When I was a little girl, I was terribly shy. Talking to most people was a physical impossibility for me – I’d rather hide behind a tree than have to speak to my friend’s parents as they opened their door. I was perfectly content burying myself in library books, finding great adventures through someone else’s life stories.
It was amazing to me, as I started my teaching career, that I could actually stand in front of people – children and adults – and actually say something that people wanted to hear. I still have those moments, honestly, when I look out at my classroom in amazement that every eye is on me. Kind of makes me shudder sometimes.
Contrary to many childhood lessons, being shy is not a disability. There are benefits, of course, but it takes a great deal of self-reflection to discover them. Shyness means that one can step back, observe situations, and hopefully think before speaking. Being shy is a great quality for people watching – one of my favorite hobbies. And of course, being shy allows us to create our own thoughts and opinions without having to share them with anyone else – which would create an opportunity for making a mistake.
First-born children, like me, are somehow inbred to be perfect. Just ask my sister, who came only 13 months behind me. No matter what I did, it was always subject to great scrutiny as the ‘golden child’. That’s a mighty high reputation to uphold, for sure.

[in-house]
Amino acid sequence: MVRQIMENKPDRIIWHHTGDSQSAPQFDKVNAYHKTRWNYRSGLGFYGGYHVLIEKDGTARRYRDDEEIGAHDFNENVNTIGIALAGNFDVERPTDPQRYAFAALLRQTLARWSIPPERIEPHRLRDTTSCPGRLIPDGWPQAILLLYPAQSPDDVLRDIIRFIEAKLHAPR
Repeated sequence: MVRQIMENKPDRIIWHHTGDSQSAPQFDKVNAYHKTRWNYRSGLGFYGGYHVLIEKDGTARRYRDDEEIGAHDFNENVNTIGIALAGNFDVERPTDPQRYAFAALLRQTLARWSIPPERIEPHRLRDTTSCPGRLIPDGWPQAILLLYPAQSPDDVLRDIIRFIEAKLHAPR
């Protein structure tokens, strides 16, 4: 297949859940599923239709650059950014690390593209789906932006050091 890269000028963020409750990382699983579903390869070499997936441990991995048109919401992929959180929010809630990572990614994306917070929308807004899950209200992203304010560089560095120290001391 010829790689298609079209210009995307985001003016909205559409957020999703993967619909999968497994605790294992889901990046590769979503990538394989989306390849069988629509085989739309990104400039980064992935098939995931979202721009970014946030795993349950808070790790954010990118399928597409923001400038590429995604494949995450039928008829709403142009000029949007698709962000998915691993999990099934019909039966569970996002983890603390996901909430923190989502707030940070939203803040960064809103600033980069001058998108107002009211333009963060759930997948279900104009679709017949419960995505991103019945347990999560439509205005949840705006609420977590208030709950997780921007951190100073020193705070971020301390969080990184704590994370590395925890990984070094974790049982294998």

Living life as a shy, first born of first-borns created an inner determination to break the cycle with my own first-born. Wanting so desperately for my daughter to have her own voice, however, was really what allowed me to find my own.
Suddenly I couldn’t hide anymore-I was someone’s mom. I needed to be the one to speak, teach, and nurture the little voice I had created. At times, her ‘voice’ nearly deafened me in those early days, but as she grew, we blossomed together. We both learned to ask for what we wanted, demand what we needed, and express our feelings and beliefs clearly.
So last summer when I let loose this blog, my voice was born. Surely, it was shaky at best, but it stumbled out of me and landed firmly on the page and kept tumbling and somersaulting and back flipping until before I knew it, I was a writer. Thousands of others, some as introverted as I, were hearing my voice.
Over the last 365 days, I’ve learned to trust it, listen to it, and share it. I’ve learned to pause, ponder and pour it out onto the page. I’ve learned to watch and heed the commentary it produces, to observe the emotions it creates, and to suspend that inner critic who cautions me that I’m treading on the brink of disaster.
Now that I have a little girl, I’m not so shy. Talking to most people is not a physical impossibility anymore – as long as I can let my fingers do it for me.